Yezidi people celebrate Sere Sal, their New Year, in North and East Syria with cultural event and festivities

AMUDA, Syria — On Wednesday, the Yezidi people celebrated their new year, Sere Sal, or Red Wednesday.

To mark Sere Sal, a special celebration was organized in the village of Diger in Amuda, North and East Syria.

The celebration was attended by a delegation from the Autonomous Administration of North and East Syria (AANES), representatives of the Syrian Democratic Forces (SDF), various political parties, clan dignitaries, and members of civil institutions from various ethnic and religious groups.

Speeches by Co-Chairs of the Yezidi House in the Gozarto (Jazira) Region Suleiman Hamo and Laila Mahmo and co-chair of the Democratic Society Movement (TEV-DEM) Gharib Hesso were delivered.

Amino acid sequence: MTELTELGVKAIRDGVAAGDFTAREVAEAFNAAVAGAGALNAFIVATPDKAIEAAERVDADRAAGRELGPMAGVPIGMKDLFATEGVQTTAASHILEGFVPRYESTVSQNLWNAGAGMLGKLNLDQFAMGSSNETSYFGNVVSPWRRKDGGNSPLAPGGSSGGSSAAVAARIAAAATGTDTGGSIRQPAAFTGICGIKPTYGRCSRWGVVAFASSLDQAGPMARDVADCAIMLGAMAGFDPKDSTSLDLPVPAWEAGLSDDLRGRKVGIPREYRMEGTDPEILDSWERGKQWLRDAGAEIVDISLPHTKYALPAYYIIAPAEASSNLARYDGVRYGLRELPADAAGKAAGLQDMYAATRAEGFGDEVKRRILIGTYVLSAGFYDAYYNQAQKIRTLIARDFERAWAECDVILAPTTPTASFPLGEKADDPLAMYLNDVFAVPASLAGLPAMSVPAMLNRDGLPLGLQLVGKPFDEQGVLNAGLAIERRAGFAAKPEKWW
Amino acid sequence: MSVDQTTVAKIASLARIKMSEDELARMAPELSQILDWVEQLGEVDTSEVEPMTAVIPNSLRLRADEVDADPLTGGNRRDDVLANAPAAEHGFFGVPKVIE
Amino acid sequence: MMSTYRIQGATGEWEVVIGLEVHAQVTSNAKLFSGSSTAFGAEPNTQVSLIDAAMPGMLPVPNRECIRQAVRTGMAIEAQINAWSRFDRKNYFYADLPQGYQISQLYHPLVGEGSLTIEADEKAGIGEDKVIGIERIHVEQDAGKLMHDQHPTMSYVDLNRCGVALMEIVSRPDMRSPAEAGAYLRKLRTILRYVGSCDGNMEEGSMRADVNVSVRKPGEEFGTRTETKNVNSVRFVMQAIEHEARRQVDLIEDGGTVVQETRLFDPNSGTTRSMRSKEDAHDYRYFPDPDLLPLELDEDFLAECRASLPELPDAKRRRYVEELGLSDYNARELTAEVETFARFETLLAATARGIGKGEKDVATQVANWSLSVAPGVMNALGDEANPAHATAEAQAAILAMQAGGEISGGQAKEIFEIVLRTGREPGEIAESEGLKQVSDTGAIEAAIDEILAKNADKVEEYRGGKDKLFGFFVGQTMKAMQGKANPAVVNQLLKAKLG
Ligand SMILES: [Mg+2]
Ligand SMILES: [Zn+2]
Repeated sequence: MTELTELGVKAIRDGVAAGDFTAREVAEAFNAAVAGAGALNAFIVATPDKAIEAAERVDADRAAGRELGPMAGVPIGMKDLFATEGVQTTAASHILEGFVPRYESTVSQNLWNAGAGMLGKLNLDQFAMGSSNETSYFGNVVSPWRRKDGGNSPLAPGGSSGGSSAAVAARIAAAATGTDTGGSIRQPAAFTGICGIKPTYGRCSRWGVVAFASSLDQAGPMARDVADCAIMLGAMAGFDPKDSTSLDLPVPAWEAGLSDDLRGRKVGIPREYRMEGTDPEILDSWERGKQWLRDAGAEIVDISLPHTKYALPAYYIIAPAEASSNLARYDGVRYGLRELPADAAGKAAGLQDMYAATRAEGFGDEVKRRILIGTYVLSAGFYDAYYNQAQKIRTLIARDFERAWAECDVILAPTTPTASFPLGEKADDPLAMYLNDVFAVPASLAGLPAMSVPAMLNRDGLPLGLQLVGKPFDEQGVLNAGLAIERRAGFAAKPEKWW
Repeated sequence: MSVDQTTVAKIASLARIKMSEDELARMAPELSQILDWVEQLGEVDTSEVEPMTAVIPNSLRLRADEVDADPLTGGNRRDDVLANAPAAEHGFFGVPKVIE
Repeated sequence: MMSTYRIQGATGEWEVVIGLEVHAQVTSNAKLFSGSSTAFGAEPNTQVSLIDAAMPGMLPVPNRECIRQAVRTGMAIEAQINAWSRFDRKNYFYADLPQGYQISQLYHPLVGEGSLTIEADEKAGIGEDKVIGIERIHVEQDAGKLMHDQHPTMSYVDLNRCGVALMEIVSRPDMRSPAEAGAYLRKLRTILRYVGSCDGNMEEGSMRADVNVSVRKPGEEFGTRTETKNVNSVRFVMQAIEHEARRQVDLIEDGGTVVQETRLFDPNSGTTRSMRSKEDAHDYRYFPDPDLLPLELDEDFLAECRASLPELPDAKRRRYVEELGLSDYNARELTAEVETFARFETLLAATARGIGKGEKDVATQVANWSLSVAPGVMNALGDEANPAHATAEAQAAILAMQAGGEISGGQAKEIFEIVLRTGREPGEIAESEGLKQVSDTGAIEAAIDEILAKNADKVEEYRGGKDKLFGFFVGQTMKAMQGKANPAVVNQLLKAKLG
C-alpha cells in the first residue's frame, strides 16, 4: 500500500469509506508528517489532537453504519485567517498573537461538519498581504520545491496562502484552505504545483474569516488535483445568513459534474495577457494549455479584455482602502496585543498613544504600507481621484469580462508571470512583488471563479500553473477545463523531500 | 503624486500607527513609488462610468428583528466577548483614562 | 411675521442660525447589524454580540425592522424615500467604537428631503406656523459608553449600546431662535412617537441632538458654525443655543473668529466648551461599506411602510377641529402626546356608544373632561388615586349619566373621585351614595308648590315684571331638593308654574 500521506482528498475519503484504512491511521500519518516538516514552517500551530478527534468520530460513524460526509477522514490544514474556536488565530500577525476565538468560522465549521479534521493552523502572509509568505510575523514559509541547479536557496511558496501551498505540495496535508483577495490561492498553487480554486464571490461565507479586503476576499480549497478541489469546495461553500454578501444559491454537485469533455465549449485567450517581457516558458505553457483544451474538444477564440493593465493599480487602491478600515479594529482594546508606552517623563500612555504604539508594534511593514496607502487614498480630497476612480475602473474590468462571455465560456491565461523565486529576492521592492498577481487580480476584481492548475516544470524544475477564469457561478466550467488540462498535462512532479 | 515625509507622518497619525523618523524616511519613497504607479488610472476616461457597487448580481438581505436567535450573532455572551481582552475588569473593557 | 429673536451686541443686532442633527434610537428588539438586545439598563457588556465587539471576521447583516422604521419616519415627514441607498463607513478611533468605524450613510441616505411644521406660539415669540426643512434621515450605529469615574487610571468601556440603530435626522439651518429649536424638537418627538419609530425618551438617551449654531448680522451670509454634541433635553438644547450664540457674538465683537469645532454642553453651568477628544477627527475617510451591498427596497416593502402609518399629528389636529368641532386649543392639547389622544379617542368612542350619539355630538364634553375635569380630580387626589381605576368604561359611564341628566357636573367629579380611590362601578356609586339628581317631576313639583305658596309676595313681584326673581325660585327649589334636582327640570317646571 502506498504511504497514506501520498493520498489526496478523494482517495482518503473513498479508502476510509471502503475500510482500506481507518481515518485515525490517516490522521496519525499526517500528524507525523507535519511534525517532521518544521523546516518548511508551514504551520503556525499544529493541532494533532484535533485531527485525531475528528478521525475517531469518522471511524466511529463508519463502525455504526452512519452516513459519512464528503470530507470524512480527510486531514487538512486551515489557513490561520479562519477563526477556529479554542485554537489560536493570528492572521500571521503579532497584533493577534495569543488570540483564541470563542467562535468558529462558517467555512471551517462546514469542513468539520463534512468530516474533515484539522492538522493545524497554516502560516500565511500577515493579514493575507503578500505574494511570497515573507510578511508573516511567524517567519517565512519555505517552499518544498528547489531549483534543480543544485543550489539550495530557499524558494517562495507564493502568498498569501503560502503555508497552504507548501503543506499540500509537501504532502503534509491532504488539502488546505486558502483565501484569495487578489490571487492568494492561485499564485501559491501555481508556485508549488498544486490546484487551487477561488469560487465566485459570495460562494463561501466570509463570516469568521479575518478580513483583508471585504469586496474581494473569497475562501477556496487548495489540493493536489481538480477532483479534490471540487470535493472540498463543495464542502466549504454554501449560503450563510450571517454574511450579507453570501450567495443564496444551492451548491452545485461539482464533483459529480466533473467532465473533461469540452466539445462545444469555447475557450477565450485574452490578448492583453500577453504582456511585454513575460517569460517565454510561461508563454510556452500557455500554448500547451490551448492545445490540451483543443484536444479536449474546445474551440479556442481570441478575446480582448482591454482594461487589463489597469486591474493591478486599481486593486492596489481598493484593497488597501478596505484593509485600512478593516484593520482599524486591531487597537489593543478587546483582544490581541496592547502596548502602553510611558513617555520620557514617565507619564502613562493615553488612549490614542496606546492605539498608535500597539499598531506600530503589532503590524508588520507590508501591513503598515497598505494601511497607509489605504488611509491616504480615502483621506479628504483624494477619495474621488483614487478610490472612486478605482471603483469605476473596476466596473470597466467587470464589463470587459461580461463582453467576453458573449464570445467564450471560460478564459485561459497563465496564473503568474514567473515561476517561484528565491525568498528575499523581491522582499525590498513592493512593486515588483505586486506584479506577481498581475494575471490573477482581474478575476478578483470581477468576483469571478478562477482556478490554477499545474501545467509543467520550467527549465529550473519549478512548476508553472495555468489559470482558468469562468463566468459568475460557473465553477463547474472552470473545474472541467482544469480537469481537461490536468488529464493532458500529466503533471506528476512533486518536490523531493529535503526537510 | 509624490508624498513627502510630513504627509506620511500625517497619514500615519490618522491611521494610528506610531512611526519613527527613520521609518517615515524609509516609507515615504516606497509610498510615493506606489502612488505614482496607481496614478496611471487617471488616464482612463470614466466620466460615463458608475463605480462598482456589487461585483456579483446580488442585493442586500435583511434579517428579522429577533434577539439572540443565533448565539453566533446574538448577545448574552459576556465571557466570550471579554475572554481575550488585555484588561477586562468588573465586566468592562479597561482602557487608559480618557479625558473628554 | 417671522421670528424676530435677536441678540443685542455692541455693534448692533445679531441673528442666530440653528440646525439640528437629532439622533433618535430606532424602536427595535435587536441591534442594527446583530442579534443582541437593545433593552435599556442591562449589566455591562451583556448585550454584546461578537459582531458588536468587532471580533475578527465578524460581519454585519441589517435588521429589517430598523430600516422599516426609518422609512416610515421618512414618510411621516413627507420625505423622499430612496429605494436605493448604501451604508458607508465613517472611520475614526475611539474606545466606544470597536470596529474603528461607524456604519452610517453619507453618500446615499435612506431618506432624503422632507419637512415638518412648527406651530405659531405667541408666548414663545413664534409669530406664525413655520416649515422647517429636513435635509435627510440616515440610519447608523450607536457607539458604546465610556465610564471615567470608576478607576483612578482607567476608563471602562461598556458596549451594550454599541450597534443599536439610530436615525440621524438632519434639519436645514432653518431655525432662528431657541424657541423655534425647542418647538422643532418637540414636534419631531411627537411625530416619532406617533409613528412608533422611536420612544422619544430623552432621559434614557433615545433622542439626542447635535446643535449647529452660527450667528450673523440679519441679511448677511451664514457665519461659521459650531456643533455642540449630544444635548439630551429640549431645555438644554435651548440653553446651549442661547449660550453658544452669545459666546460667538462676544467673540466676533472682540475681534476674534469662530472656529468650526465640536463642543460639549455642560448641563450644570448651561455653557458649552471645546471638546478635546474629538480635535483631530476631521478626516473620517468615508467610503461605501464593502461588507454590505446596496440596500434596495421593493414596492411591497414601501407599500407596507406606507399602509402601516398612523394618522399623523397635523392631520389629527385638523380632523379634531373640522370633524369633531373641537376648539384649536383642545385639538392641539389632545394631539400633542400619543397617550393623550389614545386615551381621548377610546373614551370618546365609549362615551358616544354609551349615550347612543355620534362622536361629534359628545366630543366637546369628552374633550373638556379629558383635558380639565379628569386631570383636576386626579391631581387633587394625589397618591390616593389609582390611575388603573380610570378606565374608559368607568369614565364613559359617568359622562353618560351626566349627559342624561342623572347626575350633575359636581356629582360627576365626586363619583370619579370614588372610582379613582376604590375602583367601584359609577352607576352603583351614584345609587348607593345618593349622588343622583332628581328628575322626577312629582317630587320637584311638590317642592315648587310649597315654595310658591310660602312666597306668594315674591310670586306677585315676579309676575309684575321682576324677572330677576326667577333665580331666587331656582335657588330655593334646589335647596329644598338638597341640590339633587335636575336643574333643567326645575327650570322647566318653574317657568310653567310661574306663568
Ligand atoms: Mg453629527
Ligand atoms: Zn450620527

The celebration will include a musical performance by the (The Martyr Ezda), a dance performance by the bands (Lalesh and Ezda).

Sere Sal is a day that celebrates creation, rebirth, and the beginning of the universe. For the Yezidis, it is a sacred day. Young men and women color boiled eggs in colors representative of the seasons of the year. In Yezidi belief, the egg symbolizes the earth.

On the Tuesday morning before Sere Sal, people visit the graves of their loved ones, carrying fruits and sweets to distribute them to children and the poor.

The AANES and the Syriac Union Party (SUP) both extended their best wishes to the Yezidi community on the advent of the New Year.

“This holiday has historical and religious meanings and a clear expression of the historical heritage of the Yezidi people,” said AANES in a statement. “The AANES and its achievements embrace all ethnic components and beliefs.”

AANES declared Wednesday and Thursday as official holidays for AANES employees.

The SUP issued a congratulatory message in which it offered warmest congratulations to the Yezidis in Syria and around the world. The SUP wished that goodness and peace would prevail throughout our country and that all national and religious components would live in brotherhood and coexistence within a pluralistic, democratic, and decentralized state, which would preserve rights and freedoms for all its peoples.